watermigratie en –transformatie in voedingsmiddelen

Controlling water migration and transformation in foods

Wageningen Food & Biobased Research helps food manufacturers to control water migration and transformation, extending freshness, tastiness and shelf life.

Controlling the water inside food products is key to extending freshness, tastiness and shelf life. Fresh vegetables and fruit, for example, need to retain as much water as possible in order to remain juicy, whereas the opposite applies to dried fruit and vegetables. In fresh bread, keeping water migration to the minimum ensures a crispy crust and a soft crumb. In popcorn or ice cream, a progressive, well-timed water-to-steam  cq. water-to-ice transformation results in specific, desired textures. It is a real challenge for food manufacturers to control water behaviour in products, many of which are hydrophilic – making the drying process, for example, very energy intensive. To complicate things further, water behaves differently in different foods. Wageningen Food & Biobased Research gives manufacturers the insights and tools needed to manage water-migration and transformation and so to improve their products and processes.

Water migration

Wageningen Food & Biobased Research is a global leader in the scientific field of water-food interactions. Our broad knowledge and expertise in food technology and food preservation, allied to fundamental and applied research, enables us to address a wide range of food industry issues. Examples include enhancing the juiciness of meat, optimally rehydrating dried vegetables and the most effective methods for salt-reduction.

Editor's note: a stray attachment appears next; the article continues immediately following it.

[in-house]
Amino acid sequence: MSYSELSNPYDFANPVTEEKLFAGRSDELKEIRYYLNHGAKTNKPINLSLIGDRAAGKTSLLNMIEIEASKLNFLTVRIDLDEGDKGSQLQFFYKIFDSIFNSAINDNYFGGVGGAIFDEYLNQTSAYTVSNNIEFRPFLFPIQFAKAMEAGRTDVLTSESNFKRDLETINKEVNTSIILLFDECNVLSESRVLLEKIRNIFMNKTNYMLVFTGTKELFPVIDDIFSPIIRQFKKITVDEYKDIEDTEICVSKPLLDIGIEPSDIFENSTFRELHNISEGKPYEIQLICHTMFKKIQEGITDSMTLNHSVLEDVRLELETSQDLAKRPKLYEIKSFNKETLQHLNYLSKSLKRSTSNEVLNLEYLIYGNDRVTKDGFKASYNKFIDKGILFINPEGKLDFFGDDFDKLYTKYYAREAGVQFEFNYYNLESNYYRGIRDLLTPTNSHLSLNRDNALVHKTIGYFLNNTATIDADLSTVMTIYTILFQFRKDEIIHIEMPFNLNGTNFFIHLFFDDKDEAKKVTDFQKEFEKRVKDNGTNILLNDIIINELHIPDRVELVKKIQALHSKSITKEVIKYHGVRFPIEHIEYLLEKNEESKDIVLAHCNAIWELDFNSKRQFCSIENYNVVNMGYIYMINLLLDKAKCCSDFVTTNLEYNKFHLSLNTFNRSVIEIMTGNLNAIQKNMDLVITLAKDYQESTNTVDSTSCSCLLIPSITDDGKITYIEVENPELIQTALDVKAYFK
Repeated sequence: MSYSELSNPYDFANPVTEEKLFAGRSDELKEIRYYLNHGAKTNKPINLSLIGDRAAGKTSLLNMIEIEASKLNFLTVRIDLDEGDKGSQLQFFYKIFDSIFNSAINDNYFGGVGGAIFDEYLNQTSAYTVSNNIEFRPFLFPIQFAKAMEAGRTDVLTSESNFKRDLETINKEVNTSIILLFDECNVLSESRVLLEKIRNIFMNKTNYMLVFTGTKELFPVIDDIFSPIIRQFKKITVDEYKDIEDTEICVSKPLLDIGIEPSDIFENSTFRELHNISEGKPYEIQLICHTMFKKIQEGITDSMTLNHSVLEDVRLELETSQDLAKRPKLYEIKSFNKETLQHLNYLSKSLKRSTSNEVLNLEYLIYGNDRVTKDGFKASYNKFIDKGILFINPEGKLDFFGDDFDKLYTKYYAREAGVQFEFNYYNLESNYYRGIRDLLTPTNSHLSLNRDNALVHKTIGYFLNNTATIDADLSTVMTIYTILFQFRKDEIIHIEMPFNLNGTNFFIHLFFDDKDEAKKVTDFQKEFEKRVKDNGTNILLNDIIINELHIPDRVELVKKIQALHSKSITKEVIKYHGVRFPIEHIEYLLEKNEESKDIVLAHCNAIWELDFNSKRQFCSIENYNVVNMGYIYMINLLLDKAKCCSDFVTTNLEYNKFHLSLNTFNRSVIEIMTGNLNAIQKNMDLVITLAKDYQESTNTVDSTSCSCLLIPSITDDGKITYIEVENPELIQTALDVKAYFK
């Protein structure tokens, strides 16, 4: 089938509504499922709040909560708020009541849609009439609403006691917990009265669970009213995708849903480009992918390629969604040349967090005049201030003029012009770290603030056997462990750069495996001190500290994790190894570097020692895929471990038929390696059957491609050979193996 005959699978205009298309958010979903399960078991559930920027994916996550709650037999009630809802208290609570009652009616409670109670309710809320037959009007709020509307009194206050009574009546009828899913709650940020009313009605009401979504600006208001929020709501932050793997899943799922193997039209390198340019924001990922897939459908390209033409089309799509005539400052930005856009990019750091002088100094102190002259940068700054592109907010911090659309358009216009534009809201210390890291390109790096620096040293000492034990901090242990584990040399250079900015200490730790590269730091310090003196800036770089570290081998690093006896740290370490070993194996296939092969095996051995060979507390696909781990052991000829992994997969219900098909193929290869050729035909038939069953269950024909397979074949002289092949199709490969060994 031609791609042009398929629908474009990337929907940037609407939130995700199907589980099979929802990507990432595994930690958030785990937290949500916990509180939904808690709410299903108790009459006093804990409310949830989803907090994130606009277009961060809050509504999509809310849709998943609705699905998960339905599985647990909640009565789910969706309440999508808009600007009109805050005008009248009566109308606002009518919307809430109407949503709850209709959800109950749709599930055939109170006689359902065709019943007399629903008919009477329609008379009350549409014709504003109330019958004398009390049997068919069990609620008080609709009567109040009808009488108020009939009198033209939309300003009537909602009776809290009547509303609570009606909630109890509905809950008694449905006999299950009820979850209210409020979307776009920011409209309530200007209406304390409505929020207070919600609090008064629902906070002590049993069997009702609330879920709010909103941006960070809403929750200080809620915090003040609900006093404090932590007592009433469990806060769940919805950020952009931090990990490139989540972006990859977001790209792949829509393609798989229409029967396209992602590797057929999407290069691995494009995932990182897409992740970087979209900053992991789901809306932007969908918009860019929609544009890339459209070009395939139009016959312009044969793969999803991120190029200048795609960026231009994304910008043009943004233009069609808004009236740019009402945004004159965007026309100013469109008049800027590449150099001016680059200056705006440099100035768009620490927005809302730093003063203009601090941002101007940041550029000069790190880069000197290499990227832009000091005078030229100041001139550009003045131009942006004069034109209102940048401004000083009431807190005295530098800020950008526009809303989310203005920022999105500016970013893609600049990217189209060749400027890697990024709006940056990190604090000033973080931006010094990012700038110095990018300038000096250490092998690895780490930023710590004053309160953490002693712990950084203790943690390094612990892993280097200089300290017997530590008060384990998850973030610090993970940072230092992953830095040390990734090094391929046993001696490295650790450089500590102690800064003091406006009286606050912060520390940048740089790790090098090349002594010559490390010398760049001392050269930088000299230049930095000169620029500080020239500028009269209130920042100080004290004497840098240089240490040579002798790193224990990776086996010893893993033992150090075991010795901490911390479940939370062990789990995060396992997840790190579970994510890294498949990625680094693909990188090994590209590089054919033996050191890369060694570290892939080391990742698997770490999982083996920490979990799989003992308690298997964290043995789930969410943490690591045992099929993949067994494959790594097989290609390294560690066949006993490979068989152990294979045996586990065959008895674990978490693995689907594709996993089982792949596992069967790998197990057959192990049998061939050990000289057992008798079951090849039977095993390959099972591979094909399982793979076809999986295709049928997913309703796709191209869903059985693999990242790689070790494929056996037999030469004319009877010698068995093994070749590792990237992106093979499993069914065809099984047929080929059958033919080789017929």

We use in-house developed advanced and reliable thermodynamic models that enable us to predict the water-binding capacity of food products consisting of proteins, polysaccharides and salt. These models also can predict the exact moment that the water - inside products - is converted to steam or ice. Other models developed by our experts allow prediction of the rate of water migration from the inside to the outside of products. We are among a select few research organisations with their own X-Ray Tomography (XRT) imaging facility for detailed investigation of the processes affecting food structures.

Salt reduction in popped snacks

Wageningen Food & Biobased Research has, together with other partners in the Carbohydrate Competence Centre, investigated the effects of reducing the salt content in popped snacks. We learned that to ensure light, airy crispiness we needed to increase the product’s moisture content when reducing the salt level. Optimum expansion was achieved at a moisture level at which product viscosity at boiling temperature exceeded a certain critical value. Boiling temperature and critical viscosity were shown to be dependent on both salt and moisture content.